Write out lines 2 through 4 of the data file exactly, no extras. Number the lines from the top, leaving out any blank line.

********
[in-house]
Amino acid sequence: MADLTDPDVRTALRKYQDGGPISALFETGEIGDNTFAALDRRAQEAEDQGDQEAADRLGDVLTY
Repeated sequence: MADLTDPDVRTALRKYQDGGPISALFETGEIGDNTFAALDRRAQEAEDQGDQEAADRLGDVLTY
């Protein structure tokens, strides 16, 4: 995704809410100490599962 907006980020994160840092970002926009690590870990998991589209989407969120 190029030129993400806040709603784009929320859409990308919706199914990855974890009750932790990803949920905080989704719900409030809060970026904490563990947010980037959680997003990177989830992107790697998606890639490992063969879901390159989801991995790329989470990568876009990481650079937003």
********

Amino acid sequence: MADLTDPDVRTALRKYQDGGPISALFETGEIGDNTFAALDRRAQEAEDQGDQEAADRLGDVLTY
Repeated sequence: MADLTDPDVRTALRKYQDGGPISALFETGEIGDNTFAALDRRAQEAEDQGDQEAADRLGDVLTY
């Protein structure tokens, strides 16, 4: 995704809410100490599962 907006980020994160840092970002926009690590870990998991589209989407969120 190029030129993400806040709603784009929320859409990308919706199914990855974890009750932790990803949920905080989704719900409030809060970026904490563990947010980037959680997003990177989830992107790697998606890639490992063969879901390159989801991995790329989470990568876009990481650079937003």